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Librarian Delivers Books Across The Pond, Beyond

Sept. 4, 2013
SHSU Media Contact: Jennifer Gauntt
Story By: Kim Kyle Morgan

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Ruth Wales works to forward literacy all over the world through Operation Mobilization, a "traveling book fair" that offers low-cost or free books to people in cities where the ship Logos Hope ports. The photo above was taken in Sri Lanka, where the team facilitated the establishment of 10 libraries. —Submitted photos

 

Once upon a time, there was a Sam Houston State University graduate with great passion—but she didn't wait for a prince to share it with. And instead of riding off on a white horse, she set sail on an international ship.

But Ruth Willover Wales has to admit that she never dreamed her love of books would quite literally float her boat.

"I've always been a reader," Wales said. "Here in the U.S. we can have any book we want; elsewhere, some kids will never own a book or even touch a book."

That's why Wales, a 2008 library science graduate, joined Operation Mobilization and spent three years aboard Logos Hope, a buoyant, traveling book fair.

The ship docks for approximately three weeks at each port of call. As many as 10,000 people arrive onboard each day in search of low-cost or free books.

However, Wales soon discovered that delivering books is one thing; what happens to the departing books is another.

"We give out a lot of books, but we didn't show people how to set anything up," Wales said. "You need to know how to keep them; otherwise, when we go back, the books probably wouldn't be there anymore."

To combat the problem, Wales helped establish training seminars to teach library basics, including how to develop a mission statement, catalog and group books, and establish check-in/check-out procedures.

Wales, along with librarians from other countries, conducted seminars in Africa, India, Sri Lanka and Malaysia.

Literacy: An International Affair

Logos Hope crew in Malaysia
Wales in Sierra Leone
(Top): The crew of Logos Hope in Malaysia and (below) Wales addressing a group of men in the African country Sierra Leone.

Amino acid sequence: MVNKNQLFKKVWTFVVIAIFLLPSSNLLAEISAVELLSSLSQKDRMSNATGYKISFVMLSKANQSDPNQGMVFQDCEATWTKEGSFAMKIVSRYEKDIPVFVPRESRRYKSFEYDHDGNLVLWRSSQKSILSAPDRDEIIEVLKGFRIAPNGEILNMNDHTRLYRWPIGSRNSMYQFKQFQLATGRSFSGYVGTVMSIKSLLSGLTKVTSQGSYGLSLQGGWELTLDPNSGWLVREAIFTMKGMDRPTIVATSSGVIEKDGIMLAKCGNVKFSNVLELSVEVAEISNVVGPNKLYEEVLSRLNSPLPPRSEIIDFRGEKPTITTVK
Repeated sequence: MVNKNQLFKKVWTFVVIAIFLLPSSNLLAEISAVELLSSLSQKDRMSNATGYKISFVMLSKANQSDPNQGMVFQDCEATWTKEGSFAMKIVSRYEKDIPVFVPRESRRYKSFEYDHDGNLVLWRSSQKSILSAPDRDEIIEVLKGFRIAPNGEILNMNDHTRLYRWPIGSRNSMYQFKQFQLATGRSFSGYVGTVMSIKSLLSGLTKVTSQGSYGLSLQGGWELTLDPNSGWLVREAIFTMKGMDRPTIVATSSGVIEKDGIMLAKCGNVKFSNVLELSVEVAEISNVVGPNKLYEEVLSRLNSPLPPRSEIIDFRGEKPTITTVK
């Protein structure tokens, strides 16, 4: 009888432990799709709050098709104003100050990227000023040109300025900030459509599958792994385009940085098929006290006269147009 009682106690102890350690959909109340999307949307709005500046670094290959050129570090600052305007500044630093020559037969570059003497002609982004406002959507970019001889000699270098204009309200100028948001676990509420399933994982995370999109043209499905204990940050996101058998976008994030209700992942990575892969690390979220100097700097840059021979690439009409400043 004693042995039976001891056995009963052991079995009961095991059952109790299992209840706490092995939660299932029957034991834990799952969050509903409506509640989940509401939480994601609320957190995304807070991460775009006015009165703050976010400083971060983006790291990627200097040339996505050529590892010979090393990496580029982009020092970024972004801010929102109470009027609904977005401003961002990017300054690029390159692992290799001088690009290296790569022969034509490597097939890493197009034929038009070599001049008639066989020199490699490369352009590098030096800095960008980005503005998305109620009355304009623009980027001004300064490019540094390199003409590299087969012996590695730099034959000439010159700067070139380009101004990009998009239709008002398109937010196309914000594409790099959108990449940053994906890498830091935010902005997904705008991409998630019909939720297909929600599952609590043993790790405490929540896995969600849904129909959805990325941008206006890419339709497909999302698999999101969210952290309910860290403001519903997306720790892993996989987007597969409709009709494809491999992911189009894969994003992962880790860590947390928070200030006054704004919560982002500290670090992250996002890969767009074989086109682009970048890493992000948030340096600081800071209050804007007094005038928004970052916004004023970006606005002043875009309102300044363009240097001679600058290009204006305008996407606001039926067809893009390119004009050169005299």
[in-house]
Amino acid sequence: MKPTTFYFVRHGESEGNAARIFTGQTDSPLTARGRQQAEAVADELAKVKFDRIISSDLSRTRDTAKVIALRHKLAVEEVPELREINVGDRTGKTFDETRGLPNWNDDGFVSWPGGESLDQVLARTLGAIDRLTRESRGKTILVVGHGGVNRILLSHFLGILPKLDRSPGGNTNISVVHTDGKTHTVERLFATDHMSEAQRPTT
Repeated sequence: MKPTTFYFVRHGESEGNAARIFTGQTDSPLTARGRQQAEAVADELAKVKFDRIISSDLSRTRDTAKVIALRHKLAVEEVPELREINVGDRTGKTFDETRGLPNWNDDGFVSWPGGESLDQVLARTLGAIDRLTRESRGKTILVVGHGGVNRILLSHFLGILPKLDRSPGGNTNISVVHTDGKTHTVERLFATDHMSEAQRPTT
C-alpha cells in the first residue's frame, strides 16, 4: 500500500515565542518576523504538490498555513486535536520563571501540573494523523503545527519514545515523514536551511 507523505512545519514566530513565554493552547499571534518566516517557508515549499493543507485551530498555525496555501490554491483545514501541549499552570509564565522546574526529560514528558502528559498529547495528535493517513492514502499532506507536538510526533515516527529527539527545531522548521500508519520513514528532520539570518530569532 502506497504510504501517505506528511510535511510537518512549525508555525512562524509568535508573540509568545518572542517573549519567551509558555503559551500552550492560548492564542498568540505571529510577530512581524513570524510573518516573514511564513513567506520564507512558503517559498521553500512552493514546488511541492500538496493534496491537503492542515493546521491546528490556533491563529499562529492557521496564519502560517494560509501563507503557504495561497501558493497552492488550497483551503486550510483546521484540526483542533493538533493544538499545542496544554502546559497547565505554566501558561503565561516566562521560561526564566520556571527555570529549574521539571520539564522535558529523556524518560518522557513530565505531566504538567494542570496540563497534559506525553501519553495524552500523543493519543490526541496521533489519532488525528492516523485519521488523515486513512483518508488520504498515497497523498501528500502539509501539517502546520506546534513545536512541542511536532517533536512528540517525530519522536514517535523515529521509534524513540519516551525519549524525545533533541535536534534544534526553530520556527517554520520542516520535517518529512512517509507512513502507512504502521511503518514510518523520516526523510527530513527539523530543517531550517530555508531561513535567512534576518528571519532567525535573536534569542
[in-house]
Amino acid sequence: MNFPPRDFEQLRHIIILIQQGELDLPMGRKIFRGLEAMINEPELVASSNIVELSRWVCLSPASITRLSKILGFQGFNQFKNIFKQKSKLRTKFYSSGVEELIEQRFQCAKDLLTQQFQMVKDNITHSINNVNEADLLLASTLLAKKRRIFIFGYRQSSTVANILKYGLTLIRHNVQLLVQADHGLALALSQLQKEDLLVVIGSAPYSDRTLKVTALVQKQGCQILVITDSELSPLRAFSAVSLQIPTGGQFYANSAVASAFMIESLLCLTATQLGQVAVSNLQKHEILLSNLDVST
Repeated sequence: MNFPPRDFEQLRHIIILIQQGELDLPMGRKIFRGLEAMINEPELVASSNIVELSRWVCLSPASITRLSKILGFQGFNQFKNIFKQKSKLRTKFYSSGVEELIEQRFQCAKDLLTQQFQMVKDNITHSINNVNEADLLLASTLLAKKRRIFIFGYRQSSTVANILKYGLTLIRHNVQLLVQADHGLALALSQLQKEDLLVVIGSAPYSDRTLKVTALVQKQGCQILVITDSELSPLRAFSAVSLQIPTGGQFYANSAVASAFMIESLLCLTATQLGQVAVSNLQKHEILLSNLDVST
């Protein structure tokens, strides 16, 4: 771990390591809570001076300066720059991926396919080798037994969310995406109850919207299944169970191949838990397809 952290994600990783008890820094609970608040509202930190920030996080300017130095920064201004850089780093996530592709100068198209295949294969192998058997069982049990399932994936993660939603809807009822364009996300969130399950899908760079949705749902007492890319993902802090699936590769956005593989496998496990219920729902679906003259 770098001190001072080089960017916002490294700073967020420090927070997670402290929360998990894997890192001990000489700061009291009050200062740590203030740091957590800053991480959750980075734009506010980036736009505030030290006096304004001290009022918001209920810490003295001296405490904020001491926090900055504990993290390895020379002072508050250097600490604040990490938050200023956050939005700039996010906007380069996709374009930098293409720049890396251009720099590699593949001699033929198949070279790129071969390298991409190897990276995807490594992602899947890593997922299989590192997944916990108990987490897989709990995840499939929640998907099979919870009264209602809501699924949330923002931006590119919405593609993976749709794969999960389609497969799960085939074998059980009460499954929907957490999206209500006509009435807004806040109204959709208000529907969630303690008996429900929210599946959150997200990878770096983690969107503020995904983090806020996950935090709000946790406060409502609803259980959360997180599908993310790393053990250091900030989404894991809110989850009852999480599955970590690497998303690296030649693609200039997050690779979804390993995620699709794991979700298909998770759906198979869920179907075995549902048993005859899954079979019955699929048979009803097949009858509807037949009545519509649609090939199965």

In Sri Lanka, the team facilitated the establishment of 10 libraries of approximately 300 books each, a small amount if you consider the inventory of most American libraries, but an absolute treasure trove for other countries.

And in Malaysia, Wales assisted with a library setup at a children's home. The kids were so excited, Wales said, that they took ownership, and to this day continue to be in charge of their very own library.

On another occasion, a three-day session in the Philippines attracted more than 300 people. During that well-attended seminar, Wales said, they gave away a set of encyclopedias…from 1989.

"Almost all of them wanted that set of encyclopedias," Wales said. "When you see that, or you see kids who are so excited because they have never seen a book, or you're talking to a teacher who says the kids don't like to read, but then you see that in their library all they have is textbooks and the kids are only allowed to look at them for an hour, you realize that good books are priceless."

Wales always knew she wanted to be involved in mission work. While earning a degree in Christian leadership at the College of Biblical Studies in Houston, Wales worked in the on-campus library. Her experience there, in combination with a mentor's advice to secure a secular degree, is what led her to SHSU.

"My training at SHSU got me into the (Logos Hope) crew library," Wales said. "From there, I was able to create seminars and train other librarians/teachers from other countries. They thought it was such a privilege to have someone with a degree take time to teach them. After experiencing these places, I realize America is privileged to have set standards for trained librarians in school libraries. Librarians do make a difference."

Holly Weimar, assistant professor in the library science department at SHSU, said there are a lot of different ways to do library work, and Wales' version is admirable.

"It reminded me of dentists and doctors who load up aircraft with supplies to serve people in other countries where their expertise is needed," Weimar said. "Ruth came into our program knowing what she wanted to do with her degree and certification and freely shared this with fellow students and professors. She prepared to begin a very interesting career path."

Logos Hope is home to an international crew and staff representing more than 45 nations, who live and work on the ship. While onboard, Wales became engaged to ship engineer Mark Wales. The couple married in Houston in October 2012.

Wales is currently on dry land, collecting and cataloging donated books at the OM Ships office in Florence, S.C. Her current project, "Library on a Pallet," sends boxes of books and corresponding card catalogs abroad.

"The crew onboard doesn't have to know anything about libraries," Wales said. "They only need to deliver the pallets."

Wales said she still dreams of taking librarians overseas for more training, and while she may find her sea legs again one day, her happily-ever-after is on land or water.

"As long as I'm surrounded by books," Wales said, "I'm happy."

For more information about Operation Mobilization or Logos Hope, visit
omships.org.

 

 

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